Wednesday, September 5, 2007

Origins of name
A 1634 Dutch expedition from Fort Orange (present-day Albany, New York) to the Mohawk settlements to the west was led by a surgeon named Harmen van den Bogaert. At the time of the expedition there were only eight villages (from east to west): Onekahoncka, Canowarode, Schatsyerosy, Canagere, Schanidisse, Osquage, Cawaoge, and Tenotoge. All villages were on the south side of the river, between present-day Fonda and Fort Plain. The first (Onekahoncka) being situated on the south side of the Mohawk River where it meets the Cayadutta Creek, and the last being on the south side of the Mohawk River where it meets the Caroga Creek.
During the seventeenth century, the Mohawks were allied with the Dutch at Fort Orange, New Netherland. Their Dutch trade partners equipped the Mohawks to fight against other nations allied with the French, including the Ojibwes, Huron-Wendats, and Algonquins. After the fall of New Netherland to the English, the Mohawks became allies of the English Crown. From the 1690s, they underwent a period of Christianization, during which many were baptized with English first names.
During the era of the French and Indian War, Anglo-Mohawk relations were maintained by men such as Sir William Johnson (for the British Crown), Conrad Weiser (on behalf of the colony of Pennsylvania), and King Hendrick (for the Mohawks). The Albany Congress of 1754 was called in part to repair the damaged diplomatic relationship between the British and Mohawks.
Because of unsettled conflicts with Anglo-American settlers infiltrating into the Mohawk Valley and outstanding treaty obligations to the Crown, the Mohawks generally fought against the United States during the American Revolutionary War, the Northwest Indian War, and the War of 1812. After the American victory in the revolutionary war, one prominent Mohawk leader, Joseph Brant, led a large group of Iroquois out of New York to a new homeland at Six Nations of the Grand River, Ontario. On November 11, 1794, representatives of the Mohawks (along with the other Iroquois nations) signed the Treaty of Canandaigua with the United States.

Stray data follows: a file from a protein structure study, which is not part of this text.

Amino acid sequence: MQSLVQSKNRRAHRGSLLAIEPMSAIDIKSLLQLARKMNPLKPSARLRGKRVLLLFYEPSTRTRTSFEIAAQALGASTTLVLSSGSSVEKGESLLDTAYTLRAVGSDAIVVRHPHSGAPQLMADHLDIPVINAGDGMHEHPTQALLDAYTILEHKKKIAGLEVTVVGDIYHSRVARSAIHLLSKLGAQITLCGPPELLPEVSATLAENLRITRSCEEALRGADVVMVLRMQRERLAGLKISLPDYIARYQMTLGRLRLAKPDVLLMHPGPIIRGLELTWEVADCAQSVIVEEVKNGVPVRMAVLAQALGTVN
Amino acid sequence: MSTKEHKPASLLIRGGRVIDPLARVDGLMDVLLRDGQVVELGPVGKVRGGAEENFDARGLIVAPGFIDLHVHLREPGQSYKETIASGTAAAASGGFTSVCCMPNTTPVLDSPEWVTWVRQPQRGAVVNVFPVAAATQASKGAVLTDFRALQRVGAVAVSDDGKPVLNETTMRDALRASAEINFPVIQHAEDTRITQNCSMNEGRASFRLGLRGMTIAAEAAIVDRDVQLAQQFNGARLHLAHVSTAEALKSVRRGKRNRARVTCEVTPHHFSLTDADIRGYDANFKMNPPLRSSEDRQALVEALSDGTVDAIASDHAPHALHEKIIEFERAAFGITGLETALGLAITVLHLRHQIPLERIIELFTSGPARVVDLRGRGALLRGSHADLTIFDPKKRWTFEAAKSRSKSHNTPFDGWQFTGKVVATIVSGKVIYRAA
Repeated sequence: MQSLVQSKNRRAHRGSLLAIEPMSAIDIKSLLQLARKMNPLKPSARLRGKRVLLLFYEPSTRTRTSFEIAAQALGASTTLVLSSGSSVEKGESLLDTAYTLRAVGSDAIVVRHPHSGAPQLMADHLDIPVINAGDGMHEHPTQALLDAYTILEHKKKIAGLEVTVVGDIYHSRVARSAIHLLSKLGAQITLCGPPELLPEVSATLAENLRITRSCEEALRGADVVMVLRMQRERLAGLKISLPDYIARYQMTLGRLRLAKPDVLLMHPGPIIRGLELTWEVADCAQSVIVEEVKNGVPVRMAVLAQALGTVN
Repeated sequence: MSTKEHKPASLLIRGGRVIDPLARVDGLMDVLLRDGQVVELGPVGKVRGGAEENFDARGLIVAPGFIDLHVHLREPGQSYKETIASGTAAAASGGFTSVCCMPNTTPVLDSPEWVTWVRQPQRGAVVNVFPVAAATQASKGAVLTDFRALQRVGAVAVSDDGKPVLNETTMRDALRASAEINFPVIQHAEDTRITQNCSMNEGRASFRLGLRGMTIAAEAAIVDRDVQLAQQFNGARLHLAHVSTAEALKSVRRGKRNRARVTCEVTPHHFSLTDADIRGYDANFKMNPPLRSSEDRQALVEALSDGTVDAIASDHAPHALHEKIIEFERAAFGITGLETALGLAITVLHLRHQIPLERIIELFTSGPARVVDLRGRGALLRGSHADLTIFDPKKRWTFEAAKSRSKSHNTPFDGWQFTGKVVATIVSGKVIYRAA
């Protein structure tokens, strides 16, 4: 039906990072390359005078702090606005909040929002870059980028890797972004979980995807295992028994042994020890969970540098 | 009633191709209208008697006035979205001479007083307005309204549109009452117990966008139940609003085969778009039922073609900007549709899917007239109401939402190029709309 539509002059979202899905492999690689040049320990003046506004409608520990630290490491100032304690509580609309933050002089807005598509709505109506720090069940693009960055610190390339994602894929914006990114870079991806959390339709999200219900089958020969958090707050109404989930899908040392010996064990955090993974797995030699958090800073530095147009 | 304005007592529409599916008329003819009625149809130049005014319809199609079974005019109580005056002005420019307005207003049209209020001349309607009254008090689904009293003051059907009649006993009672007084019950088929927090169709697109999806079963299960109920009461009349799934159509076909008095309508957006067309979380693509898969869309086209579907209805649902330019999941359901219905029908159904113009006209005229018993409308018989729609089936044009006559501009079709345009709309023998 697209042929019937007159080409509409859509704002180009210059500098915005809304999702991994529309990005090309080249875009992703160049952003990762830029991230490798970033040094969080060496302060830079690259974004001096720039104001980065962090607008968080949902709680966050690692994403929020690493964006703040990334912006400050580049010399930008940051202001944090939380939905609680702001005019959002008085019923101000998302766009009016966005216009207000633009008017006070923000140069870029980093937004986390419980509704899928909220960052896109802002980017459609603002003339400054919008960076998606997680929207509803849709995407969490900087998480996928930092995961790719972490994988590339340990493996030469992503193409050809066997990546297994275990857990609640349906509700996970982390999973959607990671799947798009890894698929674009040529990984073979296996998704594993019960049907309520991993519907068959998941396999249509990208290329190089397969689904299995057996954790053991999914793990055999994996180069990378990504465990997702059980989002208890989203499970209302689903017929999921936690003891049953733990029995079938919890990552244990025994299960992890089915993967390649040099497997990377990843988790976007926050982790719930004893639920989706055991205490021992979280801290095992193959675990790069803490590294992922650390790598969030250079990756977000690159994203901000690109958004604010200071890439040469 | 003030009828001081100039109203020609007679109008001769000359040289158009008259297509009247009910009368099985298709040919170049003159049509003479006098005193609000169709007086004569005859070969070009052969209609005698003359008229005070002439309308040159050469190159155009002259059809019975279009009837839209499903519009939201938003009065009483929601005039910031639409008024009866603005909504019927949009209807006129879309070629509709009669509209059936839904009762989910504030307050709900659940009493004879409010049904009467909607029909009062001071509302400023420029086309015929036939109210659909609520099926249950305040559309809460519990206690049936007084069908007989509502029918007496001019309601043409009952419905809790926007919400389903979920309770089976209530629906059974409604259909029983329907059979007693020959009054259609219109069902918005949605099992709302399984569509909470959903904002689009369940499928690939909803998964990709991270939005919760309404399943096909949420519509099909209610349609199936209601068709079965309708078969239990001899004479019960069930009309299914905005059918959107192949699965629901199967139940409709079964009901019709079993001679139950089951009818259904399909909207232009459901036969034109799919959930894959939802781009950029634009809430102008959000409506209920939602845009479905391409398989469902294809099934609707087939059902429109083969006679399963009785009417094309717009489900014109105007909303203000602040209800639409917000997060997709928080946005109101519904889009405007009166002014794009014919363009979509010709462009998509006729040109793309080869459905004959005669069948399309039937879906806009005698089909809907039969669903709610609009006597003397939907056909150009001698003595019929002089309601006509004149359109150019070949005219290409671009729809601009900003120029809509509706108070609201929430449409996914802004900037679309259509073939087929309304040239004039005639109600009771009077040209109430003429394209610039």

One large group of Mohawks settled in the vicinity of Montreal. From this group descend the Mohawks of Kahnawake, Akwesasne and Kanesatake. One of the most famous Catholic Mohawks was Kateri, who was later beatified.
The Mohawk Nation, as part of the Iroquois Confederacy, were recognised for some time by the British government, and the Confederacy was a participant in the Congress of Vienna, having been allied with the British during the War of 1812 which was viewed by the British as part of the Napoleonic Wars. However, in 1842 their legal existence was overlooked in Lord Durham's report on the reform and organization of the Canadas.
Members of the Mohawk tribe now live in settlements spread throughout New York State and southeastern Canada. Among these are Ganienkeh and Kanatsiohareke in northeast New York, Akwesasne (St. Regis) along the Ontario-New York State border, Kanesatake (Oka) and Kahnawake in southern Quebec, and Tyendinaga and Wahta (Gibson) in southern Ontario. Mohawks also form the majority on the mixed Iroquois reserve, Six Nations of the Grand River, in Ontario.
There are also Mohawk Orange Lodges in Canada.
Many Mohawk communities have two sets of chiefs that exist in parallel and are in some sense rivals. One group are the hereditary chiefs nominated by clan matriarchs in the traditional fashion; the other are elected chiefs with whom the Canadian and US governments usually deal exclusively. Since the 1980s, Mohawk politics have been driven by factional disputes over gambling. Both the elected chiefs and the controversial Warrior Society have encouraged gaming as a means of ensuring tribal self-sufficiency on the various reserves/reservations, while traditional chiefs have opposed gaming on moral grounds and out of fear of corruption and organized crime. Such disputes have also been associated with religious divisions: the traditional chiefs are often associated with the Longhouse tradition, practicing consensus-democratic values, while Warrior Society has attacked that religion in favor of their rebellious nature. Meanwhile, the elected chiefs have tended to be associated (though in a much looser and general way) with democratic values. The Government of Canada when ruling the Indians imposed English schooling and separated families to place children in English boarding schools. Like other tribes, Mohawks have mostly lost their native language and many have left the reserve to meld with the English Canadian culture.
On October 15, 1993, Governor Mario Cuomo entered into the "Tribal-State Compact Between the St. Regis Mohawk Tribe and the State of New York." The compact purported to allow the Tribe to conduct gambling, including games such as baccarat, blackjack, craps and roulette, on the Akwesasne Reservation in Franklin County under the Indian Gaming Regulatory Act (IGRA).